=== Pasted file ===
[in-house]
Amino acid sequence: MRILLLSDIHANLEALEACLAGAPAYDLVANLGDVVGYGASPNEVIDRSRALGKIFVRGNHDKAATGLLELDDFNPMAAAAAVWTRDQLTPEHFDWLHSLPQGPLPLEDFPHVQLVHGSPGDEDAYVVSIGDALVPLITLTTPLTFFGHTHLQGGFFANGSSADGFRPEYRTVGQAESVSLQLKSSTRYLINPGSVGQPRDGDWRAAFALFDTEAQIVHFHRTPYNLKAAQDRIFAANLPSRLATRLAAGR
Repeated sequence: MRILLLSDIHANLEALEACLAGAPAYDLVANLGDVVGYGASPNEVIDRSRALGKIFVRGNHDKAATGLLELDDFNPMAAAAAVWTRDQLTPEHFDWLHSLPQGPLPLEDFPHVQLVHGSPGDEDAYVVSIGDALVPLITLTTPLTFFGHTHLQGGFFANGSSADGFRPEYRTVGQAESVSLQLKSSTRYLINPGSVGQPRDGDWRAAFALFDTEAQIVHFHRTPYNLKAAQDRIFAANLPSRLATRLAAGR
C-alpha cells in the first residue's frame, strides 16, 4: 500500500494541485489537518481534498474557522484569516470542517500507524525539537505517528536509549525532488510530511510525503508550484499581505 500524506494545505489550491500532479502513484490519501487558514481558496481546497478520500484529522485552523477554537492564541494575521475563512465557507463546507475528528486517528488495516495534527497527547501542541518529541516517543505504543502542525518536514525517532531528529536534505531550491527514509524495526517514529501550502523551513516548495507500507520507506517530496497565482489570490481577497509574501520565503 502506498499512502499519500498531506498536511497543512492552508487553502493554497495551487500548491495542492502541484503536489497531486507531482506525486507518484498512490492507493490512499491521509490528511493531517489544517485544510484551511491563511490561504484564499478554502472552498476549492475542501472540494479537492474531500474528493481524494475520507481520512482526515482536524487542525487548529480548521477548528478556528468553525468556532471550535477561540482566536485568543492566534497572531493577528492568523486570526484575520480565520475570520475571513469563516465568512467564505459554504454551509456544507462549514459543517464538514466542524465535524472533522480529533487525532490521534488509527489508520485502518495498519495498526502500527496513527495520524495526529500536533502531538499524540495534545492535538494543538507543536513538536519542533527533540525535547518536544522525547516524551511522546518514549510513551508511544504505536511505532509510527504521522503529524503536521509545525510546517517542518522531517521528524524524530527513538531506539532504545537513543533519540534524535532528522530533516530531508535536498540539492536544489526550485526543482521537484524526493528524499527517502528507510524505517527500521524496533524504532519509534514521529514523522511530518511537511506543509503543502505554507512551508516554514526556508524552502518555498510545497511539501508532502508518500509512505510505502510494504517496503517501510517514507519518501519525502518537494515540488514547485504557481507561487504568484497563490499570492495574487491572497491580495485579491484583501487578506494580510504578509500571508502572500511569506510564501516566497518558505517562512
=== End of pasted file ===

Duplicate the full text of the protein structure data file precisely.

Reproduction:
[in-house]
Amino acid sequence: MRILLLSDIHANLEALEACLAGAPAYDLVANLGDVVGYGASPNEVIDRSRALGKIFVRGNHDKAATGLLELDDFNPMAAAAAVWTRDQLTPEHFDWLHSLPQGPLPLEDFPHVQLVHGSPGDEDAYVVSIGDALVPLITLTTPLTFFGHTHLQGGFFANGSSADGFRPEYRTVGQAESVSLQLKSSTRYLINPGSVGQPRDGDWRAAFALFDTEAQIVHFHRTPYNLKAAQDRIFAANLPSRLATRLAAGR
Repeated sequence: MRILLLSDIHANLEALEACLAGAPAYDLVANLGDVVGYGASPNEVIDRSRALGKIFVRGNHDKAATGLLELDDFNPMAAAAAVWTRDQLTPEHFDWLHSLPQGPLPLEDFPHVQLVHGSPGDEDAYVVSIGDALVPLITLTTPLTFFGHTHLQGGFFANGSSADGFRPEYRTVGQAESVSLQLKSSTRYLINPGSVGQPRDGDWRAAFALFDTEAQIVHFHRTPYNLKAAQDRIFAANLPSRLATRLAAGR
C-alpha cells in the first residue's frame, strides 16, 4: 500500500494541485489537518481534498474557522484569516470542517500507524525539537505517528536509549525532488510530511510525503508550484499581505 500524506494545505489550491500532479502513484490519501487558514481558496481546497478520500484529522485552523477554537492564541494575521475563512465557507463546507475528528486517528488495516495534527497527547501542541518529541516517543505504543502542525518536514525517532531528529536534505531550491527514509524495526517514529501550502523551513516548495507500507520507506517530496497565482489570490481577497509574501520565503 502506498499512502499519500498531506498536511497543512492552508487553502493554497495551487500548491495542492502541484503536489497531486507531482506525486507518484498512490492507493490512499491521509490528511493531517489544517485544510484551511491563511490561504484564499478554502472552498476549492475542501472540494479537492474531500474528493481524494475520507481520512482526515482536524487542525487548529480548521477548528478556528468553525468556532471550535477561540482566536485568543492566534497572531493577528492568523486570526484575520480565520475570520475571513469563516465568512467564505459554504454551509456544507462549514459543517464538514466542524465535524472533522480529533487525532490521534488509527489508520485502518495498519495498526502500527496513527495520524495526529500536533502531538499524540495534545492535538494543538507543536513538536519542533527533540525535547518536544522525547516524551511522546518514549510513551508511544504505536511505532509510527504521522503529524503536521509545525510546517517542518522531517521528524524524530527513538531506539532504545537513543533519540534524535532528522530533516530531508535536498540539492536544489526550485526543482521537484524526493528524499527517502528507510524505517527500521524496533524504532519509534514521529514523522511530518511537511506543509503543502505554507512551508516554514526556508524552502518555498510545497511539501508532502508518500509512505510505502510494504517496503517501510517514507519518501519525502518537494515540488514547485504557481507561487504568484497563490499570492495574487491572497491580495485579491484583501487578506494580510504578509500571508502572500511569506510564501516566497518558505517562512